Predavanje u okviru Urban festivala - Cinema into the Real - Steven Eastwood

vrijeme: 08.07.2003. - 08.07.2003.19h
mjesto: klub net.kulture [mama], Preradovićeva 18, Zagreb
organizator: BLOK

Nakon 2 instalacije-akcije na Glavnom kolodvoru i u Dubravi, britanski umjetnik i predavač Steven Eastwood će u utorak, 8. srpnja u 19 sati u klubu net.kulture mama održati predavanje - ključna pitanja: - Filmski narativi i narativi društveno konstruiranih prostora - filmsko posredovanje i posredovanje proživljenim iskustvom - primjena / vračanje filmskih procesa u kontekstu svakodnevice - implikacije pogrešaka, isklizavanja unutar narativa s ekrana te kada i kako se ta isklizavanja pojavljuju u stvarnosti Eastwood će u svoje predavanje uključiti i iskustvo stečeno u Zagrebu.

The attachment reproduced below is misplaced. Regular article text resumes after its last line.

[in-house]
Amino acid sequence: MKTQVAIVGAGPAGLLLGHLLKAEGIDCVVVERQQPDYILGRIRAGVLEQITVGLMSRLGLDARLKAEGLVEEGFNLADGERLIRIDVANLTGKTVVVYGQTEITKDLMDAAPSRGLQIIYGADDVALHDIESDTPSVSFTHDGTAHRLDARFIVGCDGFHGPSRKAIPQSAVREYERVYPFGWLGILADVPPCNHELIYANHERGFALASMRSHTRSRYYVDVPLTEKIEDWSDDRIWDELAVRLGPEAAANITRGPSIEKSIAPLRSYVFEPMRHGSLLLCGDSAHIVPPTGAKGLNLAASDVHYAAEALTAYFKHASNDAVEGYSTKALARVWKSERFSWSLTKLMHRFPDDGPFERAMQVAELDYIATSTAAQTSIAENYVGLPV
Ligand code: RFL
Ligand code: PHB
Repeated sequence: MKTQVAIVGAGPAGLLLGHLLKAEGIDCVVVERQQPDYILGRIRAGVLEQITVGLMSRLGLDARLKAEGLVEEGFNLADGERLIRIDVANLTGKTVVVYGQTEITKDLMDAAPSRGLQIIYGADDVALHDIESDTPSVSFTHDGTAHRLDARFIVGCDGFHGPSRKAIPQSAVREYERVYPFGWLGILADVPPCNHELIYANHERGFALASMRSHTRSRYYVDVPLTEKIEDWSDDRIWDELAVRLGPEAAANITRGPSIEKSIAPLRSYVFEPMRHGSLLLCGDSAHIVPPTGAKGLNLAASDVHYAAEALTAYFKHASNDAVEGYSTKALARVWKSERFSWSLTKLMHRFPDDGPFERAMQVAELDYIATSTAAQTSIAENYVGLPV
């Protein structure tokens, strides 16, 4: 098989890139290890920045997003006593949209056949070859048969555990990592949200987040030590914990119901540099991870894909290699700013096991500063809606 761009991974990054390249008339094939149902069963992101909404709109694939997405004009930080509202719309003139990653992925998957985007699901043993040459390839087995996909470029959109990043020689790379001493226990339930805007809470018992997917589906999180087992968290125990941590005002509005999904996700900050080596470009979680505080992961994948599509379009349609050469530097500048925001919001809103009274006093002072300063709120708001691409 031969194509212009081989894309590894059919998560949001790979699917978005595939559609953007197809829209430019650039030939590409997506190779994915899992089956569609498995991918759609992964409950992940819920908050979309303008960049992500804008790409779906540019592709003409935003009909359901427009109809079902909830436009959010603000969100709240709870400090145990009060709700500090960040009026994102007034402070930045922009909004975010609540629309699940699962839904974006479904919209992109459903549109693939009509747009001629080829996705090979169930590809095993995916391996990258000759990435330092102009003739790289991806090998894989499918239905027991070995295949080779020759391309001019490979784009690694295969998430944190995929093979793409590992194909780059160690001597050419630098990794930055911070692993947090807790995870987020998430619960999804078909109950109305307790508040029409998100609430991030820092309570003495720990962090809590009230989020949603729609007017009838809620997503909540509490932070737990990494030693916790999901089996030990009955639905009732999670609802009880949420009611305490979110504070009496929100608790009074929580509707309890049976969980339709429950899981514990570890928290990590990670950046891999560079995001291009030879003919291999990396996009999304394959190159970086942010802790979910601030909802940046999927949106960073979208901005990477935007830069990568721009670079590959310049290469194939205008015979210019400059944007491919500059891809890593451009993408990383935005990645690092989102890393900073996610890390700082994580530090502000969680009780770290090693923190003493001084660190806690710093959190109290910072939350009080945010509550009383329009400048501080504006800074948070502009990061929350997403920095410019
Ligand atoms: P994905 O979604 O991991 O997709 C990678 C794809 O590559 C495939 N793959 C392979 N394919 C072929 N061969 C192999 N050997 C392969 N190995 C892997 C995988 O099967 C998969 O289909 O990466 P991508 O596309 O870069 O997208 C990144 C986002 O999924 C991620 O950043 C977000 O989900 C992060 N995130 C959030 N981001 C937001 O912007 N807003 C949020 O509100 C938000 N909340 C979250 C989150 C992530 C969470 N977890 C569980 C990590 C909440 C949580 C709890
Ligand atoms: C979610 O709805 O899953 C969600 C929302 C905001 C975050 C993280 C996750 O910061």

Filmsko iskustvo Stevena Eastwooda obuhvaća dokumentarni i fikcionalni film te eksperimente s narativnim modelima gdje ispituje koncepte performativnog i onog što konstituira fikciju. U posljednje vrijeme Eastwood je proširio svoje filmsko djelovanje na rad sa živom komponentom i kontekstima izvan kino dvorane. Projekt Kino u stvarnost je pokušaj sjedinjavanja svega navedenog u nešto što autor naziva kontekstualnim filmom. Projekt se manifestira kao serija testova. U Zagrebu je S. Estwood u skopu Urban festivala postavio još jednu filmsku intervenciju, Test četiri, gdje su tramvajske stanice na nekoliko sati članove javnog prostora uključili u prostor fikcije. Ti su prostori postali razrađeni filmski setovi. Ovaj film je stvarnost. Njegova fikcijska povezanost i dramatski učinak će se u potpunosti sastojati od nepredvidljivih događaja koji se ostvaruju kroz reakciju prema kontekstu. Svaki film mijenja subjekta kojeg opisuje. ADDITIONAL INFORMATION: Cinema into the Real, Test One funded for the EATOMSK project by London Arts, 2001 - Realised December 2001 A film of the real which is not real because its reenacted and is not film because it is not recorded. In Toynbee Arts Cafe hidden video cameras were trained on one specific table for random 20min bursts over two days in early October. Selected subjects of that scrutiny (two or three people) were invited back to recreate from tape, word by word and movement by movement, what they did at that table. Once rehearsed this became a reperformance, occuring one week later in the cafe space. Everything which was said and done by those people was said and done again. This eperformance was then be performed again as a Ofilm shoot1, presented as a series of Otakes1 announced by a clapper board, and then as a film Oscreening1, on October 21st at 7pm, as a part of the OMSK EATOMSK event. However, no recording or creening devices were used. Cinema into the Real explores issues of social construction and of performance within the everyday, examining our understanding of the consensually real by playing with the Oactual1 and asking non performers to reperform what previously occurred as unwritten. The work is an initial inquiry into cinema as an aspect of language - an exploration of how we increasingly refer to screen events as reference points for actual events. It has to do with the reverie which surrounds the film set and the film theatre. In pulling cinema into a Oreal1 and ostensibly unmediated context, the project attempts to pull the Oreal1 into a space or situation where it is recognised as being an elaborate, covert theatre of multiple and continually revised fictions. In this sense it operates between our understanding of narrative fiction, of documentary and of unmediated, Oframeless1 social exchange. It doesn1t matter what the subjects say or how they say it - It is entirely appropriate if they spend the fifteen minutes reanacting their reaction to the fact that they are being filmed. This is not a project about surveillance, nor does it require performers. It is about the relationship between the fictional and the actual, between the filmed and the real. I am interested in the likely wkwardness and self-consciousness of the selected, non-trained performers, who cannot affect the text with acting training. This is a critique of so called socially real or method-acted works, and also a critique of Oreal1 dialogue in cinema. The subjects1 self consciousness can only extend the idea, foregrounding it further as an experiment in how fiction takes from real and real takes from fiction. There is no anthropology which does not influence its subject as it observes it. I am trying to explore the relationshop of the writer/filmmaker to a subject matter - a relationship which involves borrowing or stealing, and then cutting and pasting content. In this piece, the text is set - I have no ontrol over it and cannot direct it. The live score and the presence of lights and boom microphones does exert a cinematic persuasion over the reenactment, but I am saying that this reenactment is already film, and asking the viewer to treat their eyes and ears as lens, screen and speaker. www.omsk.org.uk Artists history I am a filmmaker whose practice spans experimental narrative, documentary and artists film/video. I also am a senior lecturer (0.5) in Time-Based Fine Art at Exeter Faculty of Arts, and director of an independent arts/documentary based film production company, Paradogs. I am the founder (now collective member) of OMSK, a live art/film/sound event based in London. In 2000 OMSK was funded by the Arts Council to create a touring event - ATOMSK (toured from London to Cambridge, and in May 2002 Oslo, Norway). In 2001 OMSK was funded by London Arts to produce the event EATOMSK at Toynbee Studios. Cinema into the Real, test one was one of the commissioned EATOMSK projects and has since been presented as a part of the OMSK/Strange Screen festival in Thessaloniki, Greece 2002. In 1996 I co-founded the Volcano! underground film festival, which ran in London annually until 2000. Film/Video directing credits include: Those Who Are Jesus (56 mins doc. 2001. Grierson Documentary Award Nominee; I Make Things Happen (6 mins. exp fiction. BFI archive); Maldoror Chapter Seven: The Spectator of Outrageous Contortion (7 mins. Exp fiction. 2001); Auditorium (7 mins. 1999. Video); Approaches to Autism (58 mins doc. 1998) Funded by the Arts Council of England. Artists Statement My work with moving image increasingly questions notions of performing and of what constitutes a fiction. Recently I have begun to extend my practice into working with a live component. This project is an attempt to fuse all of the above into what I term contextual film. For the past two years I have been exploring how the processes of cinema can be returned to the everyday contexts from which they derive (or which they sought to emulate or describe). Having directed actors, constructed narrative scenes, overseen editing and musical scoring, I have evolved an understanding of the many intricate devices involved in film narrative construction and presentation. I am now seeking to exploit these devices outside of a screening space in an actual environment, and for the most part without ever using a lens. I wish to expand this notion of performing and drop it into the seemless everyday. I am setting out to intervene in the actual, to place a cinematic frame over it so that ordinary public (and private) occurrences become complicated in a narrative mode.